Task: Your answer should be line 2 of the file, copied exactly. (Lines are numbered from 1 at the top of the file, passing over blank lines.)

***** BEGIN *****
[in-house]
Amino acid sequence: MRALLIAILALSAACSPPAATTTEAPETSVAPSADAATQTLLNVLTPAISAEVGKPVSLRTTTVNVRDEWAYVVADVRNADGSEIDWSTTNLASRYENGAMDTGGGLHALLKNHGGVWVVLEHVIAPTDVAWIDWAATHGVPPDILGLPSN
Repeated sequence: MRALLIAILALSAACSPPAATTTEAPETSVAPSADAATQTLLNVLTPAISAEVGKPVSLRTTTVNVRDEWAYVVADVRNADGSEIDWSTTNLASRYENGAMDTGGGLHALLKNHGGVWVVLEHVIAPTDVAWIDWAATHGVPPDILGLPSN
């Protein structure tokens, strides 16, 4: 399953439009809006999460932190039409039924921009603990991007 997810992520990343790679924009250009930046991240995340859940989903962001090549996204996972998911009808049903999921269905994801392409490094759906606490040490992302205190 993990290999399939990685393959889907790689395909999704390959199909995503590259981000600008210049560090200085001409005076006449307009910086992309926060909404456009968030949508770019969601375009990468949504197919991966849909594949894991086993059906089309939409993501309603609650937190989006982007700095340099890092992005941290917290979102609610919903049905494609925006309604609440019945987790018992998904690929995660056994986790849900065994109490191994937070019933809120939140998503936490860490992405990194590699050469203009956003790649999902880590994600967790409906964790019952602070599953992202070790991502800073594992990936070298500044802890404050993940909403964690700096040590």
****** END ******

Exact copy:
Amino acid sequence: MRALLIAILALSAACSPPAATTTEAPETSVAPSADAATQTLLNVLTPAISAEVGKPVSLRTTTVNVRDEWAYVVADVRNADGSEIDWSTTNLASRYENGAMDTGGGLHALLKNHGGVWVVLEHVIAPTDVAWIDWAATHGVPPDILGLPSN